Heater Core Flush Procedure

Dodge RAM heater core issues.

We see common issues with a temperature differential between the driver and passenger sides of the RAM truck, or lack of heat on both sides.  The root cause of the problem is that the heater core is a parallel flow core, meaning the the water comes into the top and down multiple channels to the bottom.  Most cores are serpentine flow and you’ll get equal pressure and flow across the entire core.  You can check the flow of the heater core by letting the truck get to operating temperature with the heater off.  When you cut the heater on, if you get a burst of warm air and then it dissipates, this is a strong indication of the heater core not providing heat as fast as the fan is extracting it.

The core is the narrowest constriction in the flow path and will act almost like a filter for any gunk in the radiator system.  Dodge recommends routine radiator flushes, but no one pays attention and does this.  If you are as negligent as us, this could be a cause of the problem.  We also see issues when any work is done on the radiator system.  Just replacing components or wiggling heater hoses can product particulates.  You should always do a radiator flush anytime work is done on the coolant system.

The pressure is not equal across all the parallel channels and the back half will tend to “catch” the gunk and you’ll get a temperature gradient across the core which shows up as different temperature for the passenger and driver.  It will get progressively worse and you can get to a point where you don’t have good heat on either side.  Even with minimal flow the two heater hoses will get hot and you can’t really gauge the heat in the core by feeling the two hoses on a hot engine.  What you have to do is cut the heat/fan on full blast and feel the two hoses from a cold start.  The hoses should warm up at the same rate and get uncomfortably hot in a few minutes.  This is a common problem and just doing a good flush on the core is probably not a bad idea if you have any concerns with temperature.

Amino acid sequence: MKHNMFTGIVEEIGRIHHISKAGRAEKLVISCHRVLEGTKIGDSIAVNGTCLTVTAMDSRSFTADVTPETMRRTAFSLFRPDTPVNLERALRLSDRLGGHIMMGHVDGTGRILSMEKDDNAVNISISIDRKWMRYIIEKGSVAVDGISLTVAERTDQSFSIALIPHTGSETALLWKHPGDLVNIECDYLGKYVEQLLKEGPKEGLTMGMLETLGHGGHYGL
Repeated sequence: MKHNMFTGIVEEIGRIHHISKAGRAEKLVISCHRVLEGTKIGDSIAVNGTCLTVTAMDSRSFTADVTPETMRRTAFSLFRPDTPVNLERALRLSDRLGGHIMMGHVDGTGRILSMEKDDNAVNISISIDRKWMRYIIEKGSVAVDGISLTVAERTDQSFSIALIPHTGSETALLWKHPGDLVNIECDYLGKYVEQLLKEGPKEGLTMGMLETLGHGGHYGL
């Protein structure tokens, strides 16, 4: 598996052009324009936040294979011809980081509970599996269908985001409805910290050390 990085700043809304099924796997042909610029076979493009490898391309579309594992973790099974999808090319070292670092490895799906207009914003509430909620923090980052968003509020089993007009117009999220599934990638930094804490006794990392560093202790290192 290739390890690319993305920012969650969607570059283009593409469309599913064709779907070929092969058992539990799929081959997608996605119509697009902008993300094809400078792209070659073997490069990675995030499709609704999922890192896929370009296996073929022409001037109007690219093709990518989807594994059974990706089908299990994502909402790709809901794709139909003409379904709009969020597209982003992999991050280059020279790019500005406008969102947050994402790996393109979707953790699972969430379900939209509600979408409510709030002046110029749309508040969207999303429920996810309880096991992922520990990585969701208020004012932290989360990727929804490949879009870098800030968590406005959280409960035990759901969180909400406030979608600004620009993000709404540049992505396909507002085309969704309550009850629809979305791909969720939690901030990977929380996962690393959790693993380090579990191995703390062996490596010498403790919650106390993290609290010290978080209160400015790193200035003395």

Here’s what we recommend to get the core flushed correctly.  Since the flow is parallel, if you just get a few channels open, you’ll get good flow through the core.  You can’t put enough pressure on the core to clear all channels once a few are open.  To get to all the channels, you have to attack the problem chemically.  
    1.  Isolate the core by either removing the heater hoses or just buy two brass garden hose repair kits at Home Depot and cut the hoses.
    2.  Flush the core backwards and forwards with a garden hose.
    3.  Fill the heater core with Prestone radiator flush and let it sit a couple of hours or overnight.  We recommend the Prestone liquid flush because it works.  We met the Prestone VP of engineering at SEMA a couple of years ago and he agreed with our analysis and solution.  He said he would take our information back to their lab and look into a kit for just this issue, but I haven’t seen anything come of it.
    4.  Flush the chemicals out.
    5.  The trick is to swap the heater hoses such that the core will flow “backwards” when you reconnect.  
    6.  If there is still gunk floating around in the radiator, the problem will occur again.  We’d suggest just connecting the two heater hoses together and do a good flush on the radiator independent of the heater core.
    7.  Going forward it’s a good idea to do a flush every 12-18 months and swapping the hoses back each time.
    8.  If this helps, but not enough.  It’s like the old High School Joke: “It’s a long way to the cafeteria, you have to flush twice…”

If this doesn’t help, the next concern is the blend doors and our replacement is a complete fix for any door issues.  This is about a thousand dollars worth of free advice and we’d appreciate you keeping us in mind when you do see door issues.

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